A DEVICE introduced to deter anti-social behaviour is being banned by Lancashire County Council - because it breaches young people's rights.
The "mosquito" was first used in Hyndburn last October at All Saints Primary School in Clayton-le-Moors, where youths were hanging around vandalising seats and daubing graffiti on walls.
It has since been used extensively on the skatepark in Great Harwood which is repeatedly targeted by vandals.
The mosquito emits an irritating, high-pitched but harmless sound which can only be heard by people under 25, forcing them to move on.
All Saints headteacher Peter Jump said: "I can't understand why the county council has decided what it has. It was a huge success here."
Lancashire County Council claimed the devices were discriminatory and at the latest meeting of the Cabinet members passed a resolution to ban them from any property which they own or lease.
The meeting heard that the devices cost around £600 and trials showed that teenagers found them annoying.
Council leader Hazel Harding said the device contradicted the authority's duty to represent young people and listen to their concerns.
She added: "We are against the use of mosquitoes as they assume all teenagers in the vicinity are behaving anti-socially.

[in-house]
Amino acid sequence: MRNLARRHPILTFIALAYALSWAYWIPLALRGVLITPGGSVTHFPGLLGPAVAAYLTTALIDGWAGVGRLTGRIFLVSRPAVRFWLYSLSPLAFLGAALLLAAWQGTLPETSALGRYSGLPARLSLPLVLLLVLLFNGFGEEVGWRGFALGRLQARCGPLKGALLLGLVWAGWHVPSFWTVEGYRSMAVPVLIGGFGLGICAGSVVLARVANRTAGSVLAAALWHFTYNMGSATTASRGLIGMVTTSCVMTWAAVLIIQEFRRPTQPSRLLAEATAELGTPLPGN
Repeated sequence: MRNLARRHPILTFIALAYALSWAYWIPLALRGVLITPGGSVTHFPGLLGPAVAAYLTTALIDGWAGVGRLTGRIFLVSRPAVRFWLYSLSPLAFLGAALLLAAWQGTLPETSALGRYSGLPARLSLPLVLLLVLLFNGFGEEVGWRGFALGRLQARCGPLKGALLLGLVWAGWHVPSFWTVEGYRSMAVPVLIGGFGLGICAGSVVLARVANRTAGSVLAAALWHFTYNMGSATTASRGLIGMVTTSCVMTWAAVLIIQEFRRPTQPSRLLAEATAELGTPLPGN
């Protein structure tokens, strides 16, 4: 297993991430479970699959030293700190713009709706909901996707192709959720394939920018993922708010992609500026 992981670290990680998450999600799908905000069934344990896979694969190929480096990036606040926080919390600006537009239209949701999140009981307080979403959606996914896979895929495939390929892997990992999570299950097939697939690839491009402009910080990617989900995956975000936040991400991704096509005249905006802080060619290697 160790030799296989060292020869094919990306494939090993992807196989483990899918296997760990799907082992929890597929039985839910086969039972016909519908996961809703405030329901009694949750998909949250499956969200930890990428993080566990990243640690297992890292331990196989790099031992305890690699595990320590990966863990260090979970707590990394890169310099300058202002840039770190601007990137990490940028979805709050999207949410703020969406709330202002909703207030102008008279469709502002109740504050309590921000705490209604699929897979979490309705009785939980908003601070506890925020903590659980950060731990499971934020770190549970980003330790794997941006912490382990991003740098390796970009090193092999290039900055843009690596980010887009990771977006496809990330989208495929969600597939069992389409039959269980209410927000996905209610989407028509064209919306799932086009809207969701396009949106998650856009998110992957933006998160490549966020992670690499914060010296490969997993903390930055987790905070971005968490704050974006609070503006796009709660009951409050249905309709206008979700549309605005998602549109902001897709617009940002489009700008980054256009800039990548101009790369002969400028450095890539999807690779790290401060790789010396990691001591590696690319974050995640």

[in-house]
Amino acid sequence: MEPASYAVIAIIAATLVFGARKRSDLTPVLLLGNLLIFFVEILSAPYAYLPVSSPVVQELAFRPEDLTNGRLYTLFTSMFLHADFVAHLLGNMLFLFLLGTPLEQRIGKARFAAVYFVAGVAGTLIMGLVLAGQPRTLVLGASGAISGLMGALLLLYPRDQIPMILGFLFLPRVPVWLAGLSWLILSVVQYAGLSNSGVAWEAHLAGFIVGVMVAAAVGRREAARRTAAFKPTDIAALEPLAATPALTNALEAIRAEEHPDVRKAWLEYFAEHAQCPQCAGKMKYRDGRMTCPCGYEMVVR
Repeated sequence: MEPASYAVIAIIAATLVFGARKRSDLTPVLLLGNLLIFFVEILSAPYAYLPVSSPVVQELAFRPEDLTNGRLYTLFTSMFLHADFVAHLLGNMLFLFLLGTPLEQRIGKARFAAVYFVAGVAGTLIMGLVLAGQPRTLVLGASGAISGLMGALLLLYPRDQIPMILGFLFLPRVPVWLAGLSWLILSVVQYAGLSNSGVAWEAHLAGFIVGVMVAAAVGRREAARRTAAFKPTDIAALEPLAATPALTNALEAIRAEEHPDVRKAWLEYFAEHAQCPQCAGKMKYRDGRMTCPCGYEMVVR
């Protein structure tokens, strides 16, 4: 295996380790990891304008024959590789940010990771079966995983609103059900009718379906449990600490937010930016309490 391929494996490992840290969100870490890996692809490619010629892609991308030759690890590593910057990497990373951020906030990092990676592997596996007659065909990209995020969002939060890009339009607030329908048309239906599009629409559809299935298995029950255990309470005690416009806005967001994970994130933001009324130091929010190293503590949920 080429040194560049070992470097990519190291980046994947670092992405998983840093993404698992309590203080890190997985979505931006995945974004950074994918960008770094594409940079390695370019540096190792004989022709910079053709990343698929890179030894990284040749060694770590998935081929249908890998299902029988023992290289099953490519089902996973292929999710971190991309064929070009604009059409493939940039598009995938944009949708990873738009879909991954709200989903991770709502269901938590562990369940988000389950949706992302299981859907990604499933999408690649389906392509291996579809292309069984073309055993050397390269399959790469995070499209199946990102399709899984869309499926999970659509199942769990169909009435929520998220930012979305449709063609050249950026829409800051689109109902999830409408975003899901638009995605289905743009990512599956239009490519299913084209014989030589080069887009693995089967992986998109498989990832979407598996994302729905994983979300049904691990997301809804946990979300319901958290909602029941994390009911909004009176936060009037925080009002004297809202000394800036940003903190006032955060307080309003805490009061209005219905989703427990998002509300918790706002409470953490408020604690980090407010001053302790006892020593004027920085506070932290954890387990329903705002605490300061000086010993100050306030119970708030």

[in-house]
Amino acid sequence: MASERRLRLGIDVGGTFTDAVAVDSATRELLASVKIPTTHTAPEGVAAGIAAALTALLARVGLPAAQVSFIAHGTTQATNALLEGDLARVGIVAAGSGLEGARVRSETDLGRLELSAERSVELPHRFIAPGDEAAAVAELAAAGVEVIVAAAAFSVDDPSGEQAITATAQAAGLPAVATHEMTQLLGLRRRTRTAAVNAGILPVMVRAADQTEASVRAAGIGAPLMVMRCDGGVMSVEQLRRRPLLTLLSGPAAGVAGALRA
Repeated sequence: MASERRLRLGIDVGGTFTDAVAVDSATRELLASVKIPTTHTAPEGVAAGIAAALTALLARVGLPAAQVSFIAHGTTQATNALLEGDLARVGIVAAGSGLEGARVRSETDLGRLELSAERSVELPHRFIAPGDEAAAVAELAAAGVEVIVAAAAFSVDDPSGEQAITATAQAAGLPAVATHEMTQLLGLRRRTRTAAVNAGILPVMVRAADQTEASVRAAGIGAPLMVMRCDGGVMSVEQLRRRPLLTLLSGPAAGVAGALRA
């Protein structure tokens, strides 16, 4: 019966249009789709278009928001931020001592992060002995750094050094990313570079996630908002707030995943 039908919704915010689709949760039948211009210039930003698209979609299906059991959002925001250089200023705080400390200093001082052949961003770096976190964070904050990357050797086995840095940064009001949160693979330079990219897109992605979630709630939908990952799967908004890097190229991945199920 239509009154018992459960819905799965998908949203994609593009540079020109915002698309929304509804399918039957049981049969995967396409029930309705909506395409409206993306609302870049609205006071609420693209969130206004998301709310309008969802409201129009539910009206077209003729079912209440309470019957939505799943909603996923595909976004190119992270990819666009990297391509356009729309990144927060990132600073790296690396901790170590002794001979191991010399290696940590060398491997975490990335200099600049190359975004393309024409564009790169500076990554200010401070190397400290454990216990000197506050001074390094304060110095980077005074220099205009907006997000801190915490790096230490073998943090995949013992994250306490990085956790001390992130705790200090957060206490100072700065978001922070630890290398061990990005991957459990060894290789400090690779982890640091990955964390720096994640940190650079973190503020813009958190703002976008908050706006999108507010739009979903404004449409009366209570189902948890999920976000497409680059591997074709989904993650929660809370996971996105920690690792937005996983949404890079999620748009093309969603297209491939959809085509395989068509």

"We have been advised that using these devices could be in breach of an individual's human rights as they prevent freedom of assembly and impact on the right to respect for private and family life.
"The fact is that if these devices singled out any other group in society there would be an enormous outcry."
County Councillor Harding said she felt the devices punished young people simply for being young.
Concerns were also raised about the potential for hearing damage as a result of the devices.
Although the county council can advise headteachers about its recommendation to remove mosquitoes, it can't enforce it.
A spokesman for Hyndburn Council said it had no plans to follow suit in banning the devices.
A Lancashire Police spokesman said he was unable to comment on the issue.